• Promote self-care, mindfulness, and general mental well-being. Organizations are implementing strategies to educate workers about self-care and mindfulness activities to help them cope with stress. Employers and supervisors are encouraged to engage their workers to determine what strategies may be most supportive in their workplace. Examples include:
    • Providing access to mobile apps that aim to build emotional resilience and improve sleep habits.
    • Offering “Mindful Moment” meditation sessions for workers multiple times a week or full web-based meditation or yoga classes.
    • Identifying internal staff who can lead self-care activities for the entire company (e.g., weekly, virtual, guided meditation sessions).
    • Implementing structured wellness challenges centered on self-care activities to encourage employees to engage in wellness activities.
    • Hosting virtual yoga classes or virtual workouts.
    • Supporting mental health awareness campaigns.
    • Providing information on Employee Assistance Programs.
  • Support an attitude of gratitude. It is important to make a concerted effort to be positive, identify and praise workers’ achievements, and encourage staff to look for the good that still exists around them. For example, consider launching an “attitude of gratitude” challenge that focuses on the positive, or an employee recognition program to highlight workers (via social media, articles, and live Webcasts) who have taken action to support each other or their broader communities. Keeping it simple, creating a virtual gratitude board for workers to share what they are grateful for can be beneficial.
  • Promote a culture of safety and health in the workplace. To promote compliance, top leadership and managers within the company should lead by example and consistently reinforce safety practices and look for opportunities to get workers involved. Employers can alleviate concerns by ensuring that workers are supplied with necessary protective gear and implementing other protective measures that will keep them safe and healthy, at no cost to workers.
  • Educate workers about the organization’s existing safety precautions and ask for their feedback. The absence of information can cause worries to fester. To prevent this, employers should communicate with their workers regularly in a language they understand to explain what protection measures they have implemented to protect them. More importantly, employers should then ask their workers for feedback on those measures to determine if more can be done to make them feel safe, such as implementing new procedures or helping to enforce protective measures among co-workers and customers. OSHA has created a sample list of questions that employers can use to gauge their workers’ perception of existing protective measures. With this feedback in hand, employers can either implement additional protective measures to reduce workers’ concerns, or at least explain why a certain course of action has been taken.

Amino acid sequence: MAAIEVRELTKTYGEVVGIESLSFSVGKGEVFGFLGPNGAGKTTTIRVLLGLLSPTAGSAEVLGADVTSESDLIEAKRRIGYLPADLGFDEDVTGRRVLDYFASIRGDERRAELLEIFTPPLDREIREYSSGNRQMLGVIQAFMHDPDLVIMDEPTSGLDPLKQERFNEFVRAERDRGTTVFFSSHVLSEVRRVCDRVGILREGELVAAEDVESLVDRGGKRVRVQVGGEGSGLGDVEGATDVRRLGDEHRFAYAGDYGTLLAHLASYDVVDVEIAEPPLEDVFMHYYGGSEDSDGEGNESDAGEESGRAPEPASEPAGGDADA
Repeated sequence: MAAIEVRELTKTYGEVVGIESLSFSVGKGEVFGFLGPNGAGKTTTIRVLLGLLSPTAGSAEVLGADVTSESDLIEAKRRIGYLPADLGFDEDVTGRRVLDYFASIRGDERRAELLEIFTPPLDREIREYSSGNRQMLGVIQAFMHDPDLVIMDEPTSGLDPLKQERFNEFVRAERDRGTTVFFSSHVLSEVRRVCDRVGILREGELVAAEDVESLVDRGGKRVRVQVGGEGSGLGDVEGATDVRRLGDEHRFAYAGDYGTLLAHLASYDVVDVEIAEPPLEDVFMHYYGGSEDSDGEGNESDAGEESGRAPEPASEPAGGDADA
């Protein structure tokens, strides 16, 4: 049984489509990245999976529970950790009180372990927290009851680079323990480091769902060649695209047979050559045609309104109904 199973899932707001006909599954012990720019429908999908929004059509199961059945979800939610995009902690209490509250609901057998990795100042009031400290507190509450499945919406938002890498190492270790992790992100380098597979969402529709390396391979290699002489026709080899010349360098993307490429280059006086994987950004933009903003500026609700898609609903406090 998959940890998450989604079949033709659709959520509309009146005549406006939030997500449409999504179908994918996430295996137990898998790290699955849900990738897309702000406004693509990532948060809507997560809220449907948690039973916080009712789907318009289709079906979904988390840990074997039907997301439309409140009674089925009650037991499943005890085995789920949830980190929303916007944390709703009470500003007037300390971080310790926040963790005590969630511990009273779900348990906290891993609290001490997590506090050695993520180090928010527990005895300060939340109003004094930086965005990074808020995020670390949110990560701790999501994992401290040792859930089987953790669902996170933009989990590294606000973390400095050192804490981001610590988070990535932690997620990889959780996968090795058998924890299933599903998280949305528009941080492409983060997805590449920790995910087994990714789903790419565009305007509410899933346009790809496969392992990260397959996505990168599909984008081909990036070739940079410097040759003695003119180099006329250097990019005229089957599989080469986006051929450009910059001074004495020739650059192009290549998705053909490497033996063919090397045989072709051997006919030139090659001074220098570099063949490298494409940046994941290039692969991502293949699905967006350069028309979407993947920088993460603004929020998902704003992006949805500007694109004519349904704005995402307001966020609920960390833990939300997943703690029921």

• Regularly provide safety and health training that includes a focus on mental health and ask for worker feedback. Education and training are important tools for informing workers and managers about workplace hazards and controls so they can work more safely and be more productive. Employers should ensure mental health and workplace stress are included in trainings. Trainings should always be done in the language the workers understand. Employers should underscore their business model succeeds when workers stay healthy and finish the day and go home safely. Workers feel trusted when employers ask them for ideas or improvements and follow-up on suggestions. When possible, provide them time during work hours, if necessary, to research solutions.
  • Protect workers from workplace violence. Conflict is stressful, both when it occurs and when workers anticipate that it might. Employers must find ways to help de-escalate and prepare for these stressful situations, such as having workers approach non-complying customers in teams of two; training them on threat recognition, conflict resolution, and nonviolent responses; and providing backup support in the form or managers, security, or law enforcement. See OSHA’s workplace violence webpage for additional resource here: www.OSHA.gov/workplace-violence.

An additional idea is to highlight your entity’s employee assistance program (EAP) available through your health insurance provider or other organization. Regular EAP communication helps to ensure the program’s availability is top-of-mind for your entity’s employees and that information about the program is easy to access. For example, one North Dakota government entity makes its EAP provider information highly accessibly by placing business card-sized materials throughout its buildings, allowing employees to discreetly pick one up if they’re interested in obtaining EAP services.

If you’re interested in learning more about how to support workplace mental health at your entity, visit www.OSHA.gov/workplace-stress.

Tag Archive for: HR Collaborative